Post by Cadence » 10 Jun 2019, 11:29

It may not be so much a function of what the church teaches men to be but what type of man gravitates to the church.

Of course there are always outliers, but as a whole I will stand by my experience that the real TBM men exhibit a more passive personality. It’s not a criticism just an observation.

Weak men don’t like to be told they are weak, and strong men don’t like to be told they are weak. Must be a man thing.


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Faith, as well intentioned as it may be, must be built on facts, not fiction--faith in fiction is a damnable false hope. Thomas A. Edison

“The good thing about science is that it's true whether or not you believe in it.” Neil deGrasse Tyson

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DarkJedi
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Re: The Nature of Men in the LDS Church

Post by DarkJedi » 10 Jun 2019, 14:44

Cadence wrote:
10 Jun 2019, 11:29
It may not be so much a function of what the church teaches men to be but what type of man gravitates to the church.

Of course there are always outliers, but as a whole I will stand by my experience that the real TBM men exhibit a more passive personality. It’s not a criticism just an observation.

Weak men don’t like to be told they are weak, and strong men don’t like to be told they are weak. Must be a man thing.


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I have it on pretty good authority that none of the Q15 are passive, and all have very strong personalities. I would not classify any of them, including Eyring, as "weak" and I triple dog dare you to walk up to one of them and tell him how weak he is. (Yes, I know the triple dog dare is a breech of etiquette.)

ETA: (For the record I try not to wade into these gender/sexism discussions because I get myself in trouble. Alas, here I am again.) I have a long commute, I leave my house at 5:30 in the morning and count myself lucky to be home at 6 in the evening. The commute can be much longer in the winter. I do my own house repairs, I can do minor car repairs (harder on modern cars with all of the electronics), I keep my yard and gardens nice. I shovel snow (sometimes feet of snow) in the winter and mow my half acre with a walk behind mower in the summer. I am a proud veteran from a long line of veterans who served from the American Revolution through Viet Nam. My tenth great-grandfather was a Mayflower Pact signer. Nothing I did when I was in the army was nearly as hard as what any of them did - but I was a soldier through and through. None of that makes me strong.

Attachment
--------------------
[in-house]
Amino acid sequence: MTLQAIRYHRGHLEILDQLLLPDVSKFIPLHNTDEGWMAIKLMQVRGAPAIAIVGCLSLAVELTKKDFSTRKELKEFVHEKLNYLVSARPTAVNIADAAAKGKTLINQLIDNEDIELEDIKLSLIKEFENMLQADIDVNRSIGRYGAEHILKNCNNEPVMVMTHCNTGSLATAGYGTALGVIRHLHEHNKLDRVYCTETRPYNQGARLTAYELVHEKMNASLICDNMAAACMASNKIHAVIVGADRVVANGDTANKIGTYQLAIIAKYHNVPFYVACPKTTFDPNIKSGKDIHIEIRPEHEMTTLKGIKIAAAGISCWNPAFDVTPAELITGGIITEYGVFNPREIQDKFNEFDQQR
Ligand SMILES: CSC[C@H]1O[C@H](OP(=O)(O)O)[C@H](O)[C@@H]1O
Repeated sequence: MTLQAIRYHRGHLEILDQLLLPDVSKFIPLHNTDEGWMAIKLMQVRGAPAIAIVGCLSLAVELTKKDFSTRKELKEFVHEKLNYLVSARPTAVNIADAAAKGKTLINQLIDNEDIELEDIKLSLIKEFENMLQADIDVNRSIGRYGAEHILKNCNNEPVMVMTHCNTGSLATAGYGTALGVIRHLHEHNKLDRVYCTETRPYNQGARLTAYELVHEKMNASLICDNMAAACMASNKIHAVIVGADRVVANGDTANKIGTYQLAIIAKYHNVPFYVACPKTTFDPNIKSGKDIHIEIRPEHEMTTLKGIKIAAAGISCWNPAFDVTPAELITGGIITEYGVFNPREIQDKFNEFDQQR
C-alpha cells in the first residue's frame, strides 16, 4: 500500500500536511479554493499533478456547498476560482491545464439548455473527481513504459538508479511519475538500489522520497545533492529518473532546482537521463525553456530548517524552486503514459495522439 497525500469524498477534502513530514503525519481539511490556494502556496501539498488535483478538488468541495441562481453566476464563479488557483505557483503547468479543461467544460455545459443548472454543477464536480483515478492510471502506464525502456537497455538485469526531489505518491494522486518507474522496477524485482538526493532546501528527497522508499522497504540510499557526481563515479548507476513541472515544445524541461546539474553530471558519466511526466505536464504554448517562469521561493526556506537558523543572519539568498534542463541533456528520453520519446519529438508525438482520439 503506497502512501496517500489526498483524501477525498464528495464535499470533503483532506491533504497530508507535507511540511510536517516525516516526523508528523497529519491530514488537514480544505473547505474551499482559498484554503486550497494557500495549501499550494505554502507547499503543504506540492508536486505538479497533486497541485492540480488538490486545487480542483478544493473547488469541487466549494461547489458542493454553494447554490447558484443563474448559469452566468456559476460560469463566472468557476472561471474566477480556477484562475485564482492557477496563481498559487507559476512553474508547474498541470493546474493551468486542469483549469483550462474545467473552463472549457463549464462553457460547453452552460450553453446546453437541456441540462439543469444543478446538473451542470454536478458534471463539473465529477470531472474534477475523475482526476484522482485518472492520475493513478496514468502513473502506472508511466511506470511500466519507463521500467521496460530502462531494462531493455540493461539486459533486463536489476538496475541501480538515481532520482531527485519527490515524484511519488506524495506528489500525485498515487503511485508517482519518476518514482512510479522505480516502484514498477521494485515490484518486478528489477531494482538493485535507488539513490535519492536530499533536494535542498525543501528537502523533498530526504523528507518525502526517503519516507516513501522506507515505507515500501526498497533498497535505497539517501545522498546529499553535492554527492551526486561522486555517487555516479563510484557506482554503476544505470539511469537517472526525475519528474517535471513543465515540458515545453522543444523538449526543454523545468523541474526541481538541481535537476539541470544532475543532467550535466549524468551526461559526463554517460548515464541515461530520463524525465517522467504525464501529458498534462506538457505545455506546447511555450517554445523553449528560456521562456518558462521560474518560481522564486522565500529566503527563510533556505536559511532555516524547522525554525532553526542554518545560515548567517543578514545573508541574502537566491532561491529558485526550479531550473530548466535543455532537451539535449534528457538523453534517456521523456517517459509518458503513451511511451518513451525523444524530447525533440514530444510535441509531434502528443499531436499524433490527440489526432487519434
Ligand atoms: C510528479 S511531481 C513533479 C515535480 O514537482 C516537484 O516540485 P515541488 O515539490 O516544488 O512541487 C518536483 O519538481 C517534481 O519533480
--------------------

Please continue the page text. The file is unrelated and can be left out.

I have been known to visit the changing table - watch out for boys, their aim is uncanny. I like to cook and I am a better cook than my wife, although she has specialties that run circles around what I can do. I cook at least half the time because I get home before she does because she works 10 hour days so she can Fridays off. I know how to use the washer and the vacuum cleaner. Together, my wife and I taught our children how to be Christians, even in the midst of my faith crisis. One of the few things I remember our sealer saying was to treat my wife like the queen she is - and I am far from perfect at that but I do try. I have been known to cry during "How Great Thou Art," "I Stand All Amazed," and other hymns and on rare occasion during a talk when I didn't steel myself enough because I underestimated the power of the Light side. None of that makes me weak.
In the absence of knowledge or faith there is always hope.

Once there was a gentile...who came before Hillel. He said "Convert me on the condition that you teach me the whole Torah while I stand on one foot." Hillel converted him, saying: That which is despicable to you, do not do to your fellow, this is the whole Torah, and the rest is commentary, go and learn it."